Part One
  Map Reading

  Reading Topographical Maps Introduction 1. HOME

  Topographical Maps - Definition, Purpose and Categories 2. Maps

  Information in the margins of an army map 3. Marginal Information    and Symbols

  Latitude, Longitude and Other Methods to Locate Points on Topographic Maps 4. Grids

  Translating Distance on a Topographic Map to Distance on the Ground 5. Scale and Distance

  Grid North, Azimuth, Declination And Other Concepts Used To Find Direction With Topographic Maps 6. Direction

  Overlays - Used Primarily In Army Map Reading 7. Overlays

  Aerial Photographs - Supplements And Substitutes For Topographic Maps 8. Aerial Photographs

 Part Two
  Land Navigation

  Using Compass, GPS, Sun, Shadows, and Stars in Land Navigation 9. Navigation Equipment    and Methods

  Reading The Shape Of The Land In Topographic Maps 10. Elevation and Relief

  Orienting and Navigating With Topographic Maps 11. Terrain Association

  Mounted Land Navigating With Motorized Vehicles 12. Mounted Land    Navigation

  Land Navigation In Different Types of Terrain 13. Navigation in    Different Types of    Terrain

  Sketching Topographic Maps A. Field Sketching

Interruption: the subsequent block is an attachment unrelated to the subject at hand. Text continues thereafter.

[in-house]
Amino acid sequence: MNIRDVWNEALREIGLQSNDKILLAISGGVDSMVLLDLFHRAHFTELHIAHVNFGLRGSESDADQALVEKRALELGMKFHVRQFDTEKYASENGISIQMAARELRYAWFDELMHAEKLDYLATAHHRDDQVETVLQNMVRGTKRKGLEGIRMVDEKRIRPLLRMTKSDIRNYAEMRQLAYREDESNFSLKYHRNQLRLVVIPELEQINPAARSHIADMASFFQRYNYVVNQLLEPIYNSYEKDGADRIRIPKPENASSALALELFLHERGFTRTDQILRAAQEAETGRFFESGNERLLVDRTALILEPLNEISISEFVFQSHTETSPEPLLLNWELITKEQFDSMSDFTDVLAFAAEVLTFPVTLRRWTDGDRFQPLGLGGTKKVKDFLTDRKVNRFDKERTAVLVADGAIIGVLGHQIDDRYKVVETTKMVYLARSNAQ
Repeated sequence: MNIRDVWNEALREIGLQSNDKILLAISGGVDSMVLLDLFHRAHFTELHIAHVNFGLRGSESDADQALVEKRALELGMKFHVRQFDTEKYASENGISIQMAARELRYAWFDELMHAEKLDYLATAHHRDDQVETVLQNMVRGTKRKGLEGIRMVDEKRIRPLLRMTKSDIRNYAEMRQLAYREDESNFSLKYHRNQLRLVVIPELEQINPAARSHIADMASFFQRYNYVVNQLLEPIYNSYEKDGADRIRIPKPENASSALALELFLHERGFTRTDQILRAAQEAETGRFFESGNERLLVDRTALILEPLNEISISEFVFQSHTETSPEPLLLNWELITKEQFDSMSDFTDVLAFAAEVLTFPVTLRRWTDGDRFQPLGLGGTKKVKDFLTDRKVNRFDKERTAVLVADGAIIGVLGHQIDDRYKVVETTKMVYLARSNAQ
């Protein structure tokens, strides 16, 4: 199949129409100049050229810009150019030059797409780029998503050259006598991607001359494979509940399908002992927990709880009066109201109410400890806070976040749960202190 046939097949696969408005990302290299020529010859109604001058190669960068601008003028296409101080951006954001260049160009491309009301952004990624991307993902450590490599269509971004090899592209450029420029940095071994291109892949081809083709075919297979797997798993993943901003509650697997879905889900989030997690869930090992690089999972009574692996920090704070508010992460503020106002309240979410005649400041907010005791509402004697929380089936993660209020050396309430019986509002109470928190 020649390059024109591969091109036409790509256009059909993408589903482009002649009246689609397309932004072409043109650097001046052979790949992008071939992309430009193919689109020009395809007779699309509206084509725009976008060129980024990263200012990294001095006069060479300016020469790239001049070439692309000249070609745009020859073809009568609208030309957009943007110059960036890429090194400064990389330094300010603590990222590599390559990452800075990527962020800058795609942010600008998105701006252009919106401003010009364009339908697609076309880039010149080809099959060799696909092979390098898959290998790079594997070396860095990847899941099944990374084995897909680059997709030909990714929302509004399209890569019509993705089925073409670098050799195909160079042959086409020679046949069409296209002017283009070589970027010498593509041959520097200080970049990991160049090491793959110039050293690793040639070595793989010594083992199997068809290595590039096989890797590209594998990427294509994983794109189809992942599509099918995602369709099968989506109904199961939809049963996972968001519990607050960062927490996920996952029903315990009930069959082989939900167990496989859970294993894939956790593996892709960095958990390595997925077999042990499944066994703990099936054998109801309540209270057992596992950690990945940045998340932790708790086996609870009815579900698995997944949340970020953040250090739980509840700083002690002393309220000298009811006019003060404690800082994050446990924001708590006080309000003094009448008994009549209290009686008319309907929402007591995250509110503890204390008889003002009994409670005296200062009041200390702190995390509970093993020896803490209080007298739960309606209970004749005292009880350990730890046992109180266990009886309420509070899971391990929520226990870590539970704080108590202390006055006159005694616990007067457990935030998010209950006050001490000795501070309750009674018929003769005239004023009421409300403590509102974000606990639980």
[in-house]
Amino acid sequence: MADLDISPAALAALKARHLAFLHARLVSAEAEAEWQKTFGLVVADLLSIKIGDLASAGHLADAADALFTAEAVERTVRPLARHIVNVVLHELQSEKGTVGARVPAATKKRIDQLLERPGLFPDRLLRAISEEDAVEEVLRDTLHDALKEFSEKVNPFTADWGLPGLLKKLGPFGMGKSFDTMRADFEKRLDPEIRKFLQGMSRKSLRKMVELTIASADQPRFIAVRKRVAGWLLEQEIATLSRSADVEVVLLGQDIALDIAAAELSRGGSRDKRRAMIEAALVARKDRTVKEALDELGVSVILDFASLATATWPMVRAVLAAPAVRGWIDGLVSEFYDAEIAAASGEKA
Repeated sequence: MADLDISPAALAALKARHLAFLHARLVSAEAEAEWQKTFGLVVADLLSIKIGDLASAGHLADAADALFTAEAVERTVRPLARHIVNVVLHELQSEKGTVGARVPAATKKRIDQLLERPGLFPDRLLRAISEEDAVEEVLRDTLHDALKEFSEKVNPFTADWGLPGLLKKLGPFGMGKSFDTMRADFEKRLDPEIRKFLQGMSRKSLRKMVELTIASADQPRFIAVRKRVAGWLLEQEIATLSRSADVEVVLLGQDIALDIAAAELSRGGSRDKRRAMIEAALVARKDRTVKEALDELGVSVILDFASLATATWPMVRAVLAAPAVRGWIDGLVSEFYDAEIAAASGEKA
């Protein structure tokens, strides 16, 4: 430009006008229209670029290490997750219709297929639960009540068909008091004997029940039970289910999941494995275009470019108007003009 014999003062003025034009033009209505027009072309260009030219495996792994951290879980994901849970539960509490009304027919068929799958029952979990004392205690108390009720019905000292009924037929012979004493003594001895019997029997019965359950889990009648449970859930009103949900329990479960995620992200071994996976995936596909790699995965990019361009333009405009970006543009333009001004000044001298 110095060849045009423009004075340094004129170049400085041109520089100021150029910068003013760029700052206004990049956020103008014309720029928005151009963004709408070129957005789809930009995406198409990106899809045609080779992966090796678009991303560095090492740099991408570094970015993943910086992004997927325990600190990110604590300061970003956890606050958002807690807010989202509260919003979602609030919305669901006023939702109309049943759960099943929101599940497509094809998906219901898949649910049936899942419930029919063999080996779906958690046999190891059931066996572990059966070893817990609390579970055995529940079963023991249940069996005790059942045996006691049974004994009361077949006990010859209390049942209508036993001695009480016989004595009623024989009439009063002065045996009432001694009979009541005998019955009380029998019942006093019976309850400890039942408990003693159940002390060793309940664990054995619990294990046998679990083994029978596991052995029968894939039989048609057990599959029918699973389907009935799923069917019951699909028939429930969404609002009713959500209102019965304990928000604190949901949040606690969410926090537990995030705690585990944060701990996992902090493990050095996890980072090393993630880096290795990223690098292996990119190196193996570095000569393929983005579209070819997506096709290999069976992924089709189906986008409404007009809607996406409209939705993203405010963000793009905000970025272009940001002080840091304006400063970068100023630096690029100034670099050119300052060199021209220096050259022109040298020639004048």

Folding Topographic Maps B. Map Folding     Techniques

  Units of Measure and Conversion Factors Used in Reading Topographic Maps C. Units of Measure and      Conversion Factors

  Units of Measure and Conversion Factors Used in Reading Topographic Maps D. Joint Operations      Graphics

  US Army Training Material for Map Reading and Land Navigation E. Exportable Training      Material

  Orienteering F. Orienteering

  US Army M2 Compass G. M2 Compass

  Additional Aids such as Night Vision Goggles and Global Positioning System or GPS H. Additional Aids      (GPS, Night Vision)

  Global Positioning System -  GPS J. Global Positioning      System - GPs


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This appendix provides information on the operation and function of already fielded, and soon to be fielded, devices that can be used as aids to navigation.


These goggles are passive night vision devices. An infrared light source and positive control switch permit close-in viewing under limited illumination. The AN/PVS-5 has a field of view of 40 degrees and a range of 150 meters.

a.   The device has the capability for continuous passive operation over a 15-hour period without battery replacement. It weighs 1.5 pounds and is face-mounted. An eyepiece diopter is provided so the device can be worn without corrective lenses.

b.   The device is designed to assist the following tasks: command and control, fire control, reconnaissance, close-in surveillance, terrain navigation, first aid, operation and maintenance of vehicles, selection of positions, traffic control, rear and critical area security, patrolling, combat engineer tasks, radar team employment, resupply activities, and flight-line functions.

c.   It is a fielded system used by combat, CS, and CSS elements. The infantry, armor, air defense, field artillery, aviation, engineer, intelligence, military police, transportation, signal, quartermaster, chemical, maintenance, missile, and munitions units all use the device to help accomplish their missions.